The first clinical randomized control trial with NMBs for ARDS [American-European Consensus Conference (AECC) definition] examined the effect of 48 hours of cisatracurium on the primary outcome of oxygenation 120 hours following randomization (17). This study included a total of 56 patients from four intensive care units (ICUs). There was a significant improvement in oxygenation 48–120 hours post-randomization. In addition, there was a significant reduction in plateau pressure.

Following this study, the same group conducted another randomized control trial with 36 patients with ARDS. Patients either received placebo or NMB and the investigators examined the effect on cytokine production in both blood serum and BAL fluid (11). This study demonstrated a reduction in interleukin (IL)-6 and IL-8 in blood serum as well as a reduction in BAL fluid IL-8 in the NMB agents study arm. This study also reproduced the finding from the previous study, demonstrating an improvement in PF ratio 48 hours following the initiation of NMB.


ACURASYS trial

The ACURASYS trial was conducted in 20 ICUs in France from March 2006 to March 2008 (10). The population included in this study were mechanically ventilated patients with acute hypoxemic respiratory failure and features consistent with moderate to severe ARDS (PF ratio ≤150 mmHg with bilateral infiltrates consistent with edema and absence of elevated left atrial pressure). Patients were randomized to receive either deep sedation (control group) or deep sedation and NMB with cisatracurium (intervention group). Those patients who received the intervention received a bolus dose of cisatracurium (15 mg) followed by an infusion for 48 hours (37.5 mg/hour). Intervention group patients were also eligible to receive a bolus of cisatracurium 20 mg if the plateau pressure was ≥32 cmH2O. The PEEP was titrated according to the PEEP table in the ARMA low tidal volume ventilation trial (6). The tidal volume delivered was 6–8 mL/kg predicted body weight and the fraction of inspired oxygen therapy (FiO2) targeted a peripheral oxygen saturation of SpO2 of 88–95%. The primary outcome was 90-day mortality adjusted for severity of illness (SAPS-2), plateau pressure, and PF ratio.

Baseline characteristics were evenly matched in both the control and the intervention group, except for the PF ratio, which was lower in the NMB arm (106 intervention vs. 115 control arm).

The primary outcome of 90-day mortality (when adjusted for PF ratio, SAPS-2, and plateau pressure) demonstrated a significant reduction when compared to control management (hazard ratio 0.68, 96% CI: 0.48–0.98, P=0.04). However, the crude 90-day mortality difference was not statistically different (31.6% vs. 40.7%, P=0.08). Barotrauma was also significantly reduced in the intervention group (5.1%, NMB vs. 11.7% control, P=0.03).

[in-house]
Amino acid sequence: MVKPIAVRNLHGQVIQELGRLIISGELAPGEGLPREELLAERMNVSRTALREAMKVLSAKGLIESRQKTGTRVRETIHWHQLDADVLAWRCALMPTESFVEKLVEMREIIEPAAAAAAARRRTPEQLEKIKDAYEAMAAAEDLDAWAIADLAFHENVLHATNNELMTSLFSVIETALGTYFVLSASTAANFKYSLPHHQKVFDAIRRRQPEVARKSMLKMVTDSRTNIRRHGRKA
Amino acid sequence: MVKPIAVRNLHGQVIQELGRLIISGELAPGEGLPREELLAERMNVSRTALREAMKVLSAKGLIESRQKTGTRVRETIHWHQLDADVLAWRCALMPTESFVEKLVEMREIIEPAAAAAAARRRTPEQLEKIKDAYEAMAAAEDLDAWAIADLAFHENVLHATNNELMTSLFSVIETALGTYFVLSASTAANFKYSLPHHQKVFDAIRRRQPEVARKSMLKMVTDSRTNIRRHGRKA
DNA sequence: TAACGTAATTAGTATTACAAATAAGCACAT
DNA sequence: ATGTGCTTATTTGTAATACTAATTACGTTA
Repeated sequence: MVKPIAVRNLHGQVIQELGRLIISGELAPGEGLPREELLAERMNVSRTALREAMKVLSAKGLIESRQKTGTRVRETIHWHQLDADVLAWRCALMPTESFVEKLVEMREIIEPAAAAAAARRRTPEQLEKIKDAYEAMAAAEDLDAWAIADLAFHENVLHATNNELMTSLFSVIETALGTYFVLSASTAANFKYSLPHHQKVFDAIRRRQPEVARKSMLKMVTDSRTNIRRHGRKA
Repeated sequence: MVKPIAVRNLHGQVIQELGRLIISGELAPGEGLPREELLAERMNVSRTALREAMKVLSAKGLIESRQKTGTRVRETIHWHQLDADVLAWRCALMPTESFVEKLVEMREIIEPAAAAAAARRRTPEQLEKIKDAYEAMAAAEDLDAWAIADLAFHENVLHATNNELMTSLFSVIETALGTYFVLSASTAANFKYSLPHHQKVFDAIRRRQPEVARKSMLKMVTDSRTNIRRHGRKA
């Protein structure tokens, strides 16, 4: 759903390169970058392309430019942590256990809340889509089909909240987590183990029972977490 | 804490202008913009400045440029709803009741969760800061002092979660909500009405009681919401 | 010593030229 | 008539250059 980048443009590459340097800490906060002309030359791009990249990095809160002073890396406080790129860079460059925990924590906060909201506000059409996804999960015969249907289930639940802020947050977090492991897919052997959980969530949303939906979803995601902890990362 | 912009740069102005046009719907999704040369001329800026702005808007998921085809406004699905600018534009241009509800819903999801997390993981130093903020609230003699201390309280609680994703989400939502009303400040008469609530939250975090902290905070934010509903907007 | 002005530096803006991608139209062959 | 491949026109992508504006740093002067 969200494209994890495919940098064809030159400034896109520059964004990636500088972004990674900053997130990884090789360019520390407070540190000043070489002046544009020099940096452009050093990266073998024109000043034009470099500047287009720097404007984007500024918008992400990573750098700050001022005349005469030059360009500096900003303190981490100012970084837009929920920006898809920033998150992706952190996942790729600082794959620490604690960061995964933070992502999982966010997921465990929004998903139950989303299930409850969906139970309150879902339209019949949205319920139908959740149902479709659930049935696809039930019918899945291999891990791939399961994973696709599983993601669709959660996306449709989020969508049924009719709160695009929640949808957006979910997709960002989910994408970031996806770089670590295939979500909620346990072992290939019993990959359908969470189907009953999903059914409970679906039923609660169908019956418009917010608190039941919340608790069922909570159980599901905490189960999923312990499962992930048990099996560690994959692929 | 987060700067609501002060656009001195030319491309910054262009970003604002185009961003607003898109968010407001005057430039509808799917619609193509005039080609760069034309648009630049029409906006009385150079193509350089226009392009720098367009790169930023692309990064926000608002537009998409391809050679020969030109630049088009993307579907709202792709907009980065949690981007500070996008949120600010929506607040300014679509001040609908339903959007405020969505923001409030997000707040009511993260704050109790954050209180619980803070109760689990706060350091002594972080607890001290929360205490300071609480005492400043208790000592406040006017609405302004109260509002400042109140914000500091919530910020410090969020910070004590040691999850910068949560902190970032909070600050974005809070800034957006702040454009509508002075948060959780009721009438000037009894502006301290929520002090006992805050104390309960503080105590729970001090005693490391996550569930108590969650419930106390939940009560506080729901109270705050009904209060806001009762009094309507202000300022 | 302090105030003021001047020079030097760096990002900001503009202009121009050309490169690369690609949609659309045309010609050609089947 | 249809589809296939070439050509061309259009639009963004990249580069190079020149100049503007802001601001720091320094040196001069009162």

ROSE trial

The ROSE trial was conducted in 48 hospitals within the Prevention and Early Treatment of Acute Lung Injury (PETAL) network (9). The population was similar to the ACURASYS trial and included patients with moderate-severe ARDS (PF ratio ≤150 mmHg on a PEEP of 8 cmH2O or higher). Unlike the ACURASYS trial, however patients were randomized to either light sedation (control arm) or deep sedation and NMB (intervention arm). The same NMB agent (cisatracurium) and dosing regimen as in the ACURASYS study was used (15 mg bolus followed by a 37.5 mg/hour infusion for 48 hours). Patients were mechanically ventilated using a low tidal volume, high PEEP and conservative fluid management strategy. The primary endpoint was in-hospital death at 90 days without any adjustment.

A total of 1006 patients were enrolled in the ROSE trial. Baseline characteristics were evenly matched between the control and the intervention arm.

The study was stopped early, following the second interim analysis, for futility. Ninety-day mortality was not statistically different between the control and intervention arm (42.5% vs. 42.8%, P=0.93). Secondary outcomes, including 28-day hospital mortality, 28-day ventilator-free days, 28-day hospital free days, and 28-day ICU free days, were not different between the control and intervention arm.


Reasons for the discordance

There are several possible explanations for the discordance in results between the ROSE trial and the ACURASYS trial. A summary of the key differences between the two studies is provided in Table 1. A number of these differences may play a large role in the difference in outcomes between the two studies.

Table 1
Table 1 Differences between the ACURASYS and the ROSE trial
Full table